The Archbishop of York yesterday pledged not to wear his dog collar until Robert Mugabe leaves power in Zimbabwe.
In a dramatic intervention, John Sentamu - the former Bishop for Birmingham - removed and cut up the symbol of his office during an interview on BBC1's Andrew Marr show. He insisted the action represented the way that President Mugabe had been "destroying the identities" of the Zimbabwean people through oppression and economic mismanagement.
Speaking as Mugabe was still controversially attending the EU-African summit in Lisbon, Mr Sentamu criticised South Africa for not acting over the deteriorating situation. "South Africa has got actually to wake up to the fact that people there are starving," he insisted. Taking out his dog collar, Mr Sentamu went on: "You know that identities are destroyed. As an Anglican, this is what I wear to identify myself that I am a clergyman.
"Do you know what Mugabe has done? He has taken people's identity and literally - if you don't mind - cut it to pieces."
Mr Sentamu added: "As far as I am concerned, from now on I am not going to wear a dog collar until Mugabe is gone."
Mr Sentamu urged those who had been moved by his gesture to "pray, march, protest and collect money" for Zimbabwe and Darfur.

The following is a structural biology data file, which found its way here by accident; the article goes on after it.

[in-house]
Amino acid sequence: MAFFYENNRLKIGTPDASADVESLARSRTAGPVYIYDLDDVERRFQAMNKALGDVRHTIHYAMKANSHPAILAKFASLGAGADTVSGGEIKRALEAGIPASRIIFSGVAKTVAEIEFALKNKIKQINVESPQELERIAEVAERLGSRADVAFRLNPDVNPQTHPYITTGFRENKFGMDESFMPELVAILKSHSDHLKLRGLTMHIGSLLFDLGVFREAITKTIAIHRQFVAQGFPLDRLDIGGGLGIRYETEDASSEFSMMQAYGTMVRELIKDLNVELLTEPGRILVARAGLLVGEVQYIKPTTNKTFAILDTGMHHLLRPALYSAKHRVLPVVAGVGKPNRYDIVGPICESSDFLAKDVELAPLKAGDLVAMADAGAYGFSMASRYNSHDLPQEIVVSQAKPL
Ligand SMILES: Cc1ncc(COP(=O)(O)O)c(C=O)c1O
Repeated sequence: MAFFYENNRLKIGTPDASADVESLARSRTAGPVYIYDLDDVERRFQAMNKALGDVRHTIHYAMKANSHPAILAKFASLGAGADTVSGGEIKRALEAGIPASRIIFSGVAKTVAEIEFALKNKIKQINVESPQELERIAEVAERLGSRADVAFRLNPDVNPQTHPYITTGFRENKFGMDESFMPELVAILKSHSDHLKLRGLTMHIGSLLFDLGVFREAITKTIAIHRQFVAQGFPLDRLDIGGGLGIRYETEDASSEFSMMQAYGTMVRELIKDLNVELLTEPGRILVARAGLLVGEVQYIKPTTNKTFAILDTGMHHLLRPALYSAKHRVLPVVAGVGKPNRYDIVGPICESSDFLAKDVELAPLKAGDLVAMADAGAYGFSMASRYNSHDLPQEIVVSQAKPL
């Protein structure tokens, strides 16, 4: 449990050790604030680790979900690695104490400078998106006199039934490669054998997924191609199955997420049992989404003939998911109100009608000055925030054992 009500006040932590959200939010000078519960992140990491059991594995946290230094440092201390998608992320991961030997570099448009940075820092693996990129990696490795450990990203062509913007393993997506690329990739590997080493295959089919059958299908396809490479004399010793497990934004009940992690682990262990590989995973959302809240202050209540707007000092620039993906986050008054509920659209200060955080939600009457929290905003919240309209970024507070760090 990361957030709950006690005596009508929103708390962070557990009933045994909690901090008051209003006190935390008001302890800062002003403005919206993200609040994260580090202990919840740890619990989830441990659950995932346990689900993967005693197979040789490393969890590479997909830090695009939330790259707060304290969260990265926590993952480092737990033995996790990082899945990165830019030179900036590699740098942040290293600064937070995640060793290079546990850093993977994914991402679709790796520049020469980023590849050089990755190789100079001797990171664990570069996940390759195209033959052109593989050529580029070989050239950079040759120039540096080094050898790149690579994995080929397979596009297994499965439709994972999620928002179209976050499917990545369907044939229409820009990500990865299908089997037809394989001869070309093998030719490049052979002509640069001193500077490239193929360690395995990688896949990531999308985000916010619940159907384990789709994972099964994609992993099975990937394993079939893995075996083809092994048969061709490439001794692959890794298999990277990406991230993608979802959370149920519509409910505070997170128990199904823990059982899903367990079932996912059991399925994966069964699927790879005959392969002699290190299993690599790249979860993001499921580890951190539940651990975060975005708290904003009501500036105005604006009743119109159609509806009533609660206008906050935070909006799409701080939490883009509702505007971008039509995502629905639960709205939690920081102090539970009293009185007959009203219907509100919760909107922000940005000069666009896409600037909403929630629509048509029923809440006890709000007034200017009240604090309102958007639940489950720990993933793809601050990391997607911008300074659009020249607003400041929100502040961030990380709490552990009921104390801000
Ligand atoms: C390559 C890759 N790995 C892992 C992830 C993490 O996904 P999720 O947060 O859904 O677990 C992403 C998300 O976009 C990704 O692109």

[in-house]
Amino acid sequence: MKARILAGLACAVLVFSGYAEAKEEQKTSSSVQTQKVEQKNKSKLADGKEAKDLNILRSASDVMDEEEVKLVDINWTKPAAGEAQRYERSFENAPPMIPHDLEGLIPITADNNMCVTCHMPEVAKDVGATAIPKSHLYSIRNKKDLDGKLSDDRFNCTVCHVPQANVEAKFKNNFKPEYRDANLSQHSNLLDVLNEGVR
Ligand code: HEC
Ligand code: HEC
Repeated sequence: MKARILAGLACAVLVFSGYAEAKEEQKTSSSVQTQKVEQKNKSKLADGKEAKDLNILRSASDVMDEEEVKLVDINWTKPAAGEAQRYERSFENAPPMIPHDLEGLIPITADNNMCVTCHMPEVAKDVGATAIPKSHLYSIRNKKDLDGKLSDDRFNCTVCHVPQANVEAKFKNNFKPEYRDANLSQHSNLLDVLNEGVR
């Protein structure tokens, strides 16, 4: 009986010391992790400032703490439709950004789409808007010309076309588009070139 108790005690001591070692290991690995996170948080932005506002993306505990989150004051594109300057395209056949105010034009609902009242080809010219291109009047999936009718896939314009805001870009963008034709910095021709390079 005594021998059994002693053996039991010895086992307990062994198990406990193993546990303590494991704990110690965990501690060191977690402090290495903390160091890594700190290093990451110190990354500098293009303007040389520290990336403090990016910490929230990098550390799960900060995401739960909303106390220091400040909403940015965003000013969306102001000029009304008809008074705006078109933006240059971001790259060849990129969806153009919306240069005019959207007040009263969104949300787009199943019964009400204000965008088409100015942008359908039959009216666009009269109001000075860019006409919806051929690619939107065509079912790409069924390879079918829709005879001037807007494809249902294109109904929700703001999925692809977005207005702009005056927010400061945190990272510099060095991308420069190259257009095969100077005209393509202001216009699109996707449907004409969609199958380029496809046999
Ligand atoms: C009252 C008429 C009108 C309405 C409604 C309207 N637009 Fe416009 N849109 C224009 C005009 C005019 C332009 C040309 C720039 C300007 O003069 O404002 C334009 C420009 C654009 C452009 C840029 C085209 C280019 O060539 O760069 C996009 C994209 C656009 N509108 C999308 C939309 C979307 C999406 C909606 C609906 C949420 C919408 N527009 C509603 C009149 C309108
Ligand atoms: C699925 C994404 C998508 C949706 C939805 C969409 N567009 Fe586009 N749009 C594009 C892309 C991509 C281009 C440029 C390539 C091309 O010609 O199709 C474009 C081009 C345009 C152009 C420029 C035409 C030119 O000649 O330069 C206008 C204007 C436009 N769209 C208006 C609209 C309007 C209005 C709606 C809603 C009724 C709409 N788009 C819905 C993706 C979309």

Aides said they had received dozens of supportive calls since the protest, but stressed that it had been a personal action by the Archbishop and he did not expect other clergy to follow his example.
The Archbishop's spokesman said that Mr Sentamu would continue with all his official engagements.
He added: "He will basically go with the top of his shirt undone."
Human rights campaigner Peter Tatchell said: "It was a good gesture, but he needs to back it up by denouncing Anglican leaders inside Zimbabwe who back Mugabe and his tyrannical regime.
"It's absolutely shameful the way in which some of these leaders have been rewarded for their complicity with Mugabe's human rights abuses by being given farms that were not lawfully theirs. Sentamu should have been pressing the Portugese government to arrest Mugabe when he was in Lisbon for the EU African summit."